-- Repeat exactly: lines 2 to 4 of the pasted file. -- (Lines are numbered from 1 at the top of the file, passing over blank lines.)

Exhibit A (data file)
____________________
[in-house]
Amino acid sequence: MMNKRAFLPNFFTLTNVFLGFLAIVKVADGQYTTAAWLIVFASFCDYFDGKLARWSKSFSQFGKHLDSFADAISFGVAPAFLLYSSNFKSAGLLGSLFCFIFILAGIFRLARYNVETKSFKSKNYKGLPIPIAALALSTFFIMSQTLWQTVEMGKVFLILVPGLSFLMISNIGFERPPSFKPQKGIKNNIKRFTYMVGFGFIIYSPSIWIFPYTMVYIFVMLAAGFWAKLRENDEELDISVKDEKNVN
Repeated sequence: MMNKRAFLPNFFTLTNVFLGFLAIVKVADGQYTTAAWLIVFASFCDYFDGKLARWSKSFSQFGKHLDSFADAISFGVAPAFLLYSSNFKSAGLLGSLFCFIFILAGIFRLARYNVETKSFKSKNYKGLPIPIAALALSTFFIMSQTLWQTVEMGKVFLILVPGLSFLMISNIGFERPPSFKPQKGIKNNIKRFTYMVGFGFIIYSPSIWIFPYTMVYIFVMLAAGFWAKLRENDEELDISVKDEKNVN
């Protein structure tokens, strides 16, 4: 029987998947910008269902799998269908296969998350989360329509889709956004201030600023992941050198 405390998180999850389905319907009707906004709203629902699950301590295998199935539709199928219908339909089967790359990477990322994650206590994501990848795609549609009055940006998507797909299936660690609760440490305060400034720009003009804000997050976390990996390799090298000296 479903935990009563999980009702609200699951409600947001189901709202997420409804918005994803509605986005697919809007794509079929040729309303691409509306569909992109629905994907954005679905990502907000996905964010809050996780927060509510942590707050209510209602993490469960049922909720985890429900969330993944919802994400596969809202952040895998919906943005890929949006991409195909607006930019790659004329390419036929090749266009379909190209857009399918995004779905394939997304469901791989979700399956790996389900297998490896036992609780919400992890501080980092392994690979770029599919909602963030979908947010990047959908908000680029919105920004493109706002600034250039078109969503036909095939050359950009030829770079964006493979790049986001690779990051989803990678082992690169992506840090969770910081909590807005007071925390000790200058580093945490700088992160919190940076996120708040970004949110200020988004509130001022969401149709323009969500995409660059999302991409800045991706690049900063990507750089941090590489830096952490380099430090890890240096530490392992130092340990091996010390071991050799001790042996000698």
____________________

Amino acid sequence: MMNKRAFLPNFFTLTNVFLGFLAIVKVADGQYTTAAWLIVFASFCDYFDGKLARWSKSFSQFGKHLDSFADAISFGVAPAFLLYSSNFKSAGLLGSLFCFIFILAGIFRLARYNVETKSFKSKNYKGLPIPIAALALSTFFIMSQTLWQTVEMGKVFLILVPGLSFLMISNIGFERPPSFKPQKGIKNNIKRFTYMVGFGFIIYSPSIWIFPYTMVYIFVMLAAGFWAKLRENDEELDISVKDEKNVN
Repeated sequence: MMNKRAFLPNFFTLTNVFLGFLAIVKVADGQYTTAAWLIVFASFCDYFDGKLARWSKSFSQFGKHLDSFADAISFGVAPAFLLYSSNFKSAGLLGSLFCFIFILAGIFRLARYNVETKSFKSKNYKGLPIPIAALALSTFFIMSQTLWQTVEMGKVFLILVPGLSFLMISNIGFERPPSFKPQKGIKNNIKRFTYMVGFGFIIYSPSIWIFPYTMVYIFVMLAAGFWAKLRENDEELDISVKDEKNVN
């Protein structure tokens, strides 16, 4: 029987998947910008269902799998269908296969998350989360329509889709956004201030600023992941050198 405390998180999850389905319907009707906004709203629902699950301590295998199935539709199928219908339909089967790359990477990322994650206590994501990848795609549609009055940006998507797909299936660690609760440490305060400034720009003009804000997050976390990996390799090298000296 479903935990009563999980009702609200699951409600947001189901709202997420409804918005994803509605986005697919809007794509079929040729309303691409509306569909992109629905994907954005679905990502907000996905964010809050996780927060509510942590707050209510209602993490469960049922909720985890429900969330993944919802994400596969809202952040895998919906943005890929949006991409195909607006930019790659004329390419036929090749266009379909190209857009399918995004779905394939997304469901791989979700399956790996389900297998490896036992609780919400992890501080980092392994690979770029599919909602963030979908947010990047959908908000680029919105920004493109706002600034250039078109969503036909095939050359950009030829770079964006493979790049986001690779990051989803990678082992690169992506840090969770910081909590807005007071925390000790200058580093945490700088992160919190940076996120708040970004949110200020988004509130001022969401149709323009969500995409660059999302991409800045991706690049900063990507750089941090590489830096952490380099430090890890240096530490392992130092340990091996010390071991050799001790042996000698």